While preparing to go on different summer holidays, four teenage friends go shopping together. Despite their different shapes and sizes, Tibby (Amber Tamblyn), Lena (Alexis Bledel), Carmen (America Ferrera) and Bridget (Blake Lively) manage to find a ‘magical’ pair of jeans that fits them all perfectly. After buying them, they decide to form the ‘Sisterhood of the Travelling Pants’. The jeans will be sent to each girl a week at a time, uniting them whether ‘together or apart’ and bringing good fortune to the wearer.
Lena, artistic and diffident, travels to stay with her grandparents in Greece. She meets and falls in love with Costas (Michael Rady). The relationship allows her to gain a sense of self and confidence. But a longstanding feud between their families, and Costas’ impending departure back to Athens, threatens to break them apart.
Tibby, a rebel and cynic, takes an unsatisfying job at a supermarket to earn money to support her burgeoning film-making career. She meets 12-year-old Bailey (Jenna Boyd), who becomes Tibby’s assistant in the making of a documentary about the town’s locals. Tibby discovers that Bailey has leukaemia, which has a huge impact on her life.
Bridget, confident and athletic, travels to Mexico for a summer soccer clinic. She notices a young soccer coach, Eric, and pursues him, even though this is forbidden. Bridget’s mother has died and her distant relationship with her father leaves her longing for closeness with others. Her emotional needs lead to her first sexual experience, which confuses her further and makes her long for her mother.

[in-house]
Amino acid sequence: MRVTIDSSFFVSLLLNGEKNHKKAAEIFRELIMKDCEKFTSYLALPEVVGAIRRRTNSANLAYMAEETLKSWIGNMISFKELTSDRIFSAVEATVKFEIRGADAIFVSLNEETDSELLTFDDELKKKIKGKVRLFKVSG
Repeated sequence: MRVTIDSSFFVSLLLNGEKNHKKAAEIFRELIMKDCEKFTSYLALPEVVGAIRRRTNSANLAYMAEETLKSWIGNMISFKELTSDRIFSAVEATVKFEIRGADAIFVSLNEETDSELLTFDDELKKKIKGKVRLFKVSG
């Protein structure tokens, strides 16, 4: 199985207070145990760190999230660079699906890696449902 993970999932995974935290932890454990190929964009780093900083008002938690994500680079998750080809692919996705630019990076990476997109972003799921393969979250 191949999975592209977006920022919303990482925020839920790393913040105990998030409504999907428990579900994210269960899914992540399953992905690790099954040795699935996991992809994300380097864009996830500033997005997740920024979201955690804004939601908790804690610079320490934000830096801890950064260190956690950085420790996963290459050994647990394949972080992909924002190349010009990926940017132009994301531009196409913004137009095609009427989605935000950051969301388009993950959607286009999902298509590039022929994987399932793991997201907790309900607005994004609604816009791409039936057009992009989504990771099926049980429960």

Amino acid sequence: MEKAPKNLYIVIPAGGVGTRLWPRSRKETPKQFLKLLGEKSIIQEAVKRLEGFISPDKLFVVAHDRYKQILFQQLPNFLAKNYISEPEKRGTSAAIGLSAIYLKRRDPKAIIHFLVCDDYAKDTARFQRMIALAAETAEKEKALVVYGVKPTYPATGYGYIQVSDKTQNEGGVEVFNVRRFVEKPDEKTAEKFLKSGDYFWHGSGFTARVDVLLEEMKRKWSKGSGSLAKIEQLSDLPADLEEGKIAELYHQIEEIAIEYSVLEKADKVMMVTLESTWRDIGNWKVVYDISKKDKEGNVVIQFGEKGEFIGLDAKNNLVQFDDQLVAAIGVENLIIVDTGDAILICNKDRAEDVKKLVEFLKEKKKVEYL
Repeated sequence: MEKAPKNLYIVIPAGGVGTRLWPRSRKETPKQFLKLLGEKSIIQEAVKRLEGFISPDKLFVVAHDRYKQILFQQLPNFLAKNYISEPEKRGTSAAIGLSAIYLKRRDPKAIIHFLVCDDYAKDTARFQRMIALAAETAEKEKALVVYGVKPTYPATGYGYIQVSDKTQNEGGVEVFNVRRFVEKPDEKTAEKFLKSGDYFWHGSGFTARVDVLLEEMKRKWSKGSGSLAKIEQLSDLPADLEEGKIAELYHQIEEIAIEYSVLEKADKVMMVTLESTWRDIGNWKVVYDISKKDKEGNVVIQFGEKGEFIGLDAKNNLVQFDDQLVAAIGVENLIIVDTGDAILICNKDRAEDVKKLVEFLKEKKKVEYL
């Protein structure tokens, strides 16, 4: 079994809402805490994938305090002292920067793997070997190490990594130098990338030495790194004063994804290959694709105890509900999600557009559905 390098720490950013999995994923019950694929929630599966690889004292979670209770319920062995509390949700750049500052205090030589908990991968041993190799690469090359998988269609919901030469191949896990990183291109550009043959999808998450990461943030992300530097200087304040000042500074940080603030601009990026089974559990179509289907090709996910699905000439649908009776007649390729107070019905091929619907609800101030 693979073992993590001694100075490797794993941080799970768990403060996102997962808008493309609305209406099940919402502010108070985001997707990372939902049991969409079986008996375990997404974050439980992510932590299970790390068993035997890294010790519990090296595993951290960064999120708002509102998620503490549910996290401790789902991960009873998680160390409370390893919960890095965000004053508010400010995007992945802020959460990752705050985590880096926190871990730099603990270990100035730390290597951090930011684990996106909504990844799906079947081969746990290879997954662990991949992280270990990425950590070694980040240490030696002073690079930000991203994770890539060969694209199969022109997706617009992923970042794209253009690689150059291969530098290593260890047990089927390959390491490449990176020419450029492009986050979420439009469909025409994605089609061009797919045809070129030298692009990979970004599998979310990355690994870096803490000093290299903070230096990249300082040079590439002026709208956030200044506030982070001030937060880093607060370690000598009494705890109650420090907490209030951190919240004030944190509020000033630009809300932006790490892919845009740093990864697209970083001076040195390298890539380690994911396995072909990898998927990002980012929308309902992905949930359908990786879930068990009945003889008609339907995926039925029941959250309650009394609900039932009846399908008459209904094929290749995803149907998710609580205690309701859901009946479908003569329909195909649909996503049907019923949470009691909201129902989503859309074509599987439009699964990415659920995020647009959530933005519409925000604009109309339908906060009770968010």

Carmen, who is half Puerto Rican, looks forward to spending some one-to-one time with her father over the holidays. Her expectations are dashed when her father (Bradley Whitford) suddenly tells her that he is now living with his fiancée (Nancy Travis) and her two teenage children. Though welcomed warmly, Carmen feels increasingly out of place and that her father has ‘traded her in for something better’. After a disastrous expedition for wedding outfits, Carmen runs away and returns to her mother’s home. She feels unable to attend the rapidly approaching wedding.
The girls have a mix of good and bad fortune when the ‘travelling pants’ come into their possession. Ultimately ‘the pants held them together when nothing else would’.
Loss of and estrangement from family; illness
There is only one violent scene. Carmen, having run away, returns to her father’s home one evening. She sees through a window that her father and soon-to-be stepfamily are sitting down to dinner, instead of searching for her. She gets angry and throws a rock at the dining room window.
Content that may disturb children
Although there are no overtly scary scenes, there are many themes that could disturb very young children, as all of the main characters have some experience with loss:
- Costas tells Lena that both his parents were killed.
- Tibby finds Bailey unconscious in the supermarket and then discovers that she has leukaemia. Later scenes in the movie show Bailey, pale and weak, attached to a drip in hospital. And Bailey and Tibby talk about the fear of dying. We learn indirectly that Bailey dies that night and Tibby is very saddened by this.
- Carmen feels very upset that she no longer fits into her father’s life and runs away. When she calls him later to say how she feels, she is very distressed.